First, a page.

Suzette’s of Jordan

Brenda Johnson / Heavy Table
Brenda Johnson / Heavy Table

While there are many things that can be said about the European cuisine at Suzette’s of Jordan, there are two primary themes: uneven execution, and an overblown claim on Suzette’s website that it serves the finest European cuisine in Minnesota.

No, it doesn’t. Not now. Possibly someday, but only if the kitchen makes a commitment to rise to its own claims.

Suzette’s opened its doors in 1998 on a little-populated stretch of Highway 169 across from Jim’s Apple Farm. It was originally a Bridgeman’s Ice Cream Parlor, and much of the interior still has that feel, with country-style curtains on the windows and puffy blue booths. The chef and owner, Banrith Yong, survived the Cambodian Killing Fields and eventually escaped to Thailand, and then Switzerland, where he began his culinary career before moving to Jordan and opening Suzette’s.

The menu is charmingly old-school European, with escargot, chicken Marsala, and chateaubriand. It certainly doesn’t reflect the creative, sophisticated menus at places like La Belle Vie, and that’s OK — there’s nothing wrong with being old fashioned (call it retro, make it sound new and exciting), if the food is done extremely well.

Brenda Johnson / Heavy Table
Brenda Johnson / Heavy Table

That’s where Suzette falls down, but in odd and inconsistent ways. On repeated visits with multiple companions, we found the same dishes to have drastically different levels of quality, both in terms of preparation and presentation. It appears that Tuesday night is a better night than Saturday to visit, so if you order the Suzette Mixed Grill ($32) on Tuesday, your beef tenderloin might have a bit of char on it and not be cooked completely gray in the middle, as it was on Saturday, though we ordered it medium-rare. It seemed to have fallen victim to a too-cool pan for pan-frying. On Tuesday, your petite lobster tail may not be cooked to rubber, and your piece of pork tenderloin might not be tough and drowning in a gloppy, sugary cranberry sauce. It’s a sad statement that on a Saturday night, the only properly cooked items on this plate were the vegetables, which were crisp-tender, but lacking seasoning.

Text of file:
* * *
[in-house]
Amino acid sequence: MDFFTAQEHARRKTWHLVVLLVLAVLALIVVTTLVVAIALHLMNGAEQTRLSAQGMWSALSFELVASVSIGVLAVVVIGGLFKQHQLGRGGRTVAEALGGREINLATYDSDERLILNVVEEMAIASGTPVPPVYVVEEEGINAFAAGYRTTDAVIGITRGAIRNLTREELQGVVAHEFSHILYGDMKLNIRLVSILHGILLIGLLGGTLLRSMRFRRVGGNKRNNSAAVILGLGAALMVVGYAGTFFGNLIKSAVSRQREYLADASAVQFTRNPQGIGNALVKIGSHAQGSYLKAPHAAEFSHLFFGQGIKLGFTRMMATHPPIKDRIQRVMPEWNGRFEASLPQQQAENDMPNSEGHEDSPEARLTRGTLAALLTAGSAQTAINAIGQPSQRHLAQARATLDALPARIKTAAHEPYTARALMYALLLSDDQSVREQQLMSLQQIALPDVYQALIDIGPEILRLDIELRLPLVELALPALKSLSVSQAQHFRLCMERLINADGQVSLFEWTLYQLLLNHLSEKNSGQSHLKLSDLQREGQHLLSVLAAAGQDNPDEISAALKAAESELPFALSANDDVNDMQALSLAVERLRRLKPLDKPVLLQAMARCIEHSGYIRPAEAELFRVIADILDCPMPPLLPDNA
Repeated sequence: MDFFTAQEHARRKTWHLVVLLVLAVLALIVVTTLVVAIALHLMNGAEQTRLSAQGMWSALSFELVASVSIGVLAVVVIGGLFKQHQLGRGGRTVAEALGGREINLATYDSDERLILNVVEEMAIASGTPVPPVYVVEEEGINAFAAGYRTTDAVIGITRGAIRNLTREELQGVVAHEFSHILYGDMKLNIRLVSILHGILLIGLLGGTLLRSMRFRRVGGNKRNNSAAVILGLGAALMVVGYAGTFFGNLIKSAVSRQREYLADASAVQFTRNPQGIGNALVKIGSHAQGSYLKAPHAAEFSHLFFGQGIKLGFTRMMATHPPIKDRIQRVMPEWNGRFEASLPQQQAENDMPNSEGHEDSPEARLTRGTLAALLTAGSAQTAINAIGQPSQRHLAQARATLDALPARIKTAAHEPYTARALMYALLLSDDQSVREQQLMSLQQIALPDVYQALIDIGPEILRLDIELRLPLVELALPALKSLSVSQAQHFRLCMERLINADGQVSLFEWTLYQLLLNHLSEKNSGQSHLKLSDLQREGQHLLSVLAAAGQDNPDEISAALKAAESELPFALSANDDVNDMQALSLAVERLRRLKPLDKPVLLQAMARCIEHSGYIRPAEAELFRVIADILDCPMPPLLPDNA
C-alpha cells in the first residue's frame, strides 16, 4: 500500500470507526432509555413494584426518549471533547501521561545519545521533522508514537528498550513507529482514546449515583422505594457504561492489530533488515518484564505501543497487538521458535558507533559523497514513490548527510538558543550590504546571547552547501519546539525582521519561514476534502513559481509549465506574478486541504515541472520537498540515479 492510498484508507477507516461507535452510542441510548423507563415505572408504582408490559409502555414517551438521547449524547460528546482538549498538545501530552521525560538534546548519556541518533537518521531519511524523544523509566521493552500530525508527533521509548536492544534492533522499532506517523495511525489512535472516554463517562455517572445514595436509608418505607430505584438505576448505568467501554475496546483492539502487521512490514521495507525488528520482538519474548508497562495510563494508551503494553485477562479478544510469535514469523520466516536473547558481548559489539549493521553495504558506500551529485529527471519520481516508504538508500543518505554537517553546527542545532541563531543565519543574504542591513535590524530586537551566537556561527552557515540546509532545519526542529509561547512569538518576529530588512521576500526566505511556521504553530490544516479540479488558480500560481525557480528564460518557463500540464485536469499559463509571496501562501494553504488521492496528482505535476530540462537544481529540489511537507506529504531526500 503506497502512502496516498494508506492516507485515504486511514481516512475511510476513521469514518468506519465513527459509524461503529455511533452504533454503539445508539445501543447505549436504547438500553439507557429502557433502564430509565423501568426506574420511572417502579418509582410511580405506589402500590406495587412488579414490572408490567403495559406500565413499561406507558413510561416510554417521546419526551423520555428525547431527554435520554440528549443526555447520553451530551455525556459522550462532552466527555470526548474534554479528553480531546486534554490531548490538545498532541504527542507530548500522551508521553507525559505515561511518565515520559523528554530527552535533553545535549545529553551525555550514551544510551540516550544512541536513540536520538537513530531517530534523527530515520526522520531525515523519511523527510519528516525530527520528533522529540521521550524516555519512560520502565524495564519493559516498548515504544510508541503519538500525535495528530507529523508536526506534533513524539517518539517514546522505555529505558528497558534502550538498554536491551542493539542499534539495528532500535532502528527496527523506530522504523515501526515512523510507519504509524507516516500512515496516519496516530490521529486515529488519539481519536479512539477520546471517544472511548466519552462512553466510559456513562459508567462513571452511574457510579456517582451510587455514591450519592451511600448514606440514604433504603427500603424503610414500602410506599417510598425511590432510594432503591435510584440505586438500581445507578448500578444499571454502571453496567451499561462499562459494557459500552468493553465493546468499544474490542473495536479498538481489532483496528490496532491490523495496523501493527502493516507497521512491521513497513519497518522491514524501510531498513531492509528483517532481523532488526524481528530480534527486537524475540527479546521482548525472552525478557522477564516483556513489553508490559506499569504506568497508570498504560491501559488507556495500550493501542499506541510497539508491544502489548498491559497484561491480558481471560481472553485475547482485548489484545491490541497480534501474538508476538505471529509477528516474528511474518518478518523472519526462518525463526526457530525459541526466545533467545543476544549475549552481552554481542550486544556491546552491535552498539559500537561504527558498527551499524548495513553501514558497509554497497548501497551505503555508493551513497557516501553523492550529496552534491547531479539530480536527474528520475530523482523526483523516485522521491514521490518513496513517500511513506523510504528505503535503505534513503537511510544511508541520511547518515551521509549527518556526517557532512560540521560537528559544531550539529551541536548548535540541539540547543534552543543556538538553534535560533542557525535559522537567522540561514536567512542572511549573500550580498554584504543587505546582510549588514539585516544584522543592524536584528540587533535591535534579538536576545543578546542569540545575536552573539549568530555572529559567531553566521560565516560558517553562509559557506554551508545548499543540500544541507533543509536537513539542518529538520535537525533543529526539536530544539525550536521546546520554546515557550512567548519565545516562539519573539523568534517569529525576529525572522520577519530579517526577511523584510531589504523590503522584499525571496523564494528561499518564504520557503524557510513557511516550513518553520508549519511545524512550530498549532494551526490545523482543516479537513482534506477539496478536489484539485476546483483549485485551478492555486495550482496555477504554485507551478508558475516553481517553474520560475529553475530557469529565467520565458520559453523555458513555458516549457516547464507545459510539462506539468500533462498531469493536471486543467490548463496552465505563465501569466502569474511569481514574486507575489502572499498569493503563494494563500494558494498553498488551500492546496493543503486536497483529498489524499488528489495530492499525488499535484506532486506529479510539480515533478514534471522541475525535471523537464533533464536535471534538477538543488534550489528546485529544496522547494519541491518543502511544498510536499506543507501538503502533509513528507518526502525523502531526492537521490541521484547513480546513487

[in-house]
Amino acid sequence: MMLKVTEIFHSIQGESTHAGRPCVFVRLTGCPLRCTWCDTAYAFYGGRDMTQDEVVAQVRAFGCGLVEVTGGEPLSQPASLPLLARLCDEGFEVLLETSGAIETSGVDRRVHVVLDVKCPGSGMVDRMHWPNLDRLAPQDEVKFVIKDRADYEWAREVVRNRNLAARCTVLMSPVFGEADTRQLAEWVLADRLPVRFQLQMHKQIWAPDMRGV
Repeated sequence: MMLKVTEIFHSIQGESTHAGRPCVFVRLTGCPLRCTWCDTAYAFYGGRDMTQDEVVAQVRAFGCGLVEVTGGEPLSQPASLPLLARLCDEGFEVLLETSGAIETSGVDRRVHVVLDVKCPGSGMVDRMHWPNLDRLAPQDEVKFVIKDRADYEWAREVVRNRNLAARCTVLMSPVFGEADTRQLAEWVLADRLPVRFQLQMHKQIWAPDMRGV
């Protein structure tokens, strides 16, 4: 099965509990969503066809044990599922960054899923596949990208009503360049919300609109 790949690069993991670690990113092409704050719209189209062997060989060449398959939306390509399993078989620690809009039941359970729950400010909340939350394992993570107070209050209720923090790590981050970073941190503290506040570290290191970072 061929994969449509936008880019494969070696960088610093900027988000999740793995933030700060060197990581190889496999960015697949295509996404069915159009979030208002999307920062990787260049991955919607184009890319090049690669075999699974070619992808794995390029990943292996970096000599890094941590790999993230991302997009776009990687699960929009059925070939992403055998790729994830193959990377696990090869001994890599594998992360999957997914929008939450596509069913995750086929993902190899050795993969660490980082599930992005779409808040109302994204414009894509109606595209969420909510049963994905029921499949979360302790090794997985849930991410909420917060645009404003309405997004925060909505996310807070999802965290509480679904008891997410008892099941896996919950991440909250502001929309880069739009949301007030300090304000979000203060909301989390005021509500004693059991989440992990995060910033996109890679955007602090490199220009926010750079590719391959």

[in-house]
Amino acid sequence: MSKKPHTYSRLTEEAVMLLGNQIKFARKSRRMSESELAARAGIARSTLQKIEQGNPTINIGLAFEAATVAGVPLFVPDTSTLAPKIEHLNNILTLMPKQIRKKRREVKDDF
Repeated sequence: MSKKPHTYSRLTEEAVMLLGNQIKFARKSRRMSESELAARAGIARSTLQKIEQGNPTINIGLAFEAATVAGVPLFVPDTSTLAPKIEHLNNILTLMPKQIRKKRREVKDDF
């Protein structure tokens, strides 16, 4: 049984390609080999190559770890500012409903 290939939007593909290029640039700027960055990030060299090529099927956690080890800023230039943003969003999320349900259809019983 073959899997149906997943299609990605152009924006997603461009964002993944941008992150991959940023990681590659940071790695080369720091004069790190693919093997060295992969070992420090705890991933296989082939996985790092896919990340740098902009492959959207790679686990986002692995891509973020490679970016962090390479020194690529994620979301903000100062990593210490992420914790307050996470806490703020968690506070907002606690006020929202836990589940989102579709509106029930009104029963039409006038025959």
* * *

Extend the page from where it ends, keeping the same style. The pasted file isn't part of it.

Brenda Johnson / Heavy Table
Brenda Johnson / Heavy Table

On either day, the escargot appetizer ($8.50) would have been acceptable if the accompanying puff pastry weren’t drowning in an overly greasy garlic butter, and the crab cakes ($12) suffered from an oily cream sauce. On Saturday, the crab cakes were basically dumped on a plate smeared with sauce, while on Tuesday they were at least more carefully plated, with a sprig of parsley. The shrimp bisque had no trace of actual shrimp, just a fishy aftertaste to what otherwise tasted like canned enchilada sauce.

Brenda Johnson / Heavy Table
Brenda Johnson / Heavy Table

A dessert of bread pudding ($7) made from croissants almost succeeded, even though the croissants weren’t made in house (the server wasn’t sure where they came from), but it was served over an overly generous sloshing of a brandy sauce that was nearly all brandy. The sauce wasn’t cooked down, so it didn’t have the mellow, rich taste and thicker consistency of a proper brandy sauce. It actually exuded brandy fumes. The garnish on Saturday night consisted of three raspberries tossed randomly on the plate, whereas on Tuesday, the plate included some much-needed color with additional fruit thoughtfully arranged.

A restaurant that claims to be the home to fine European cuisine should not serve run-of-the-mill dinner rolls that have the texture of bread that had been in the freezer too long; nor should it have brewed coffee as its only hot beverage (and weak, watery coffee at that) instead of offerings such as espresso and French press. It should also not serve a house wine that’s undrinkable. When asked, the server said she didn’t know what the label was behind the house wine, but she thought the wine came from California.

Brenda Johnson / Heavy Table
Brenda Johnson / Heavy Table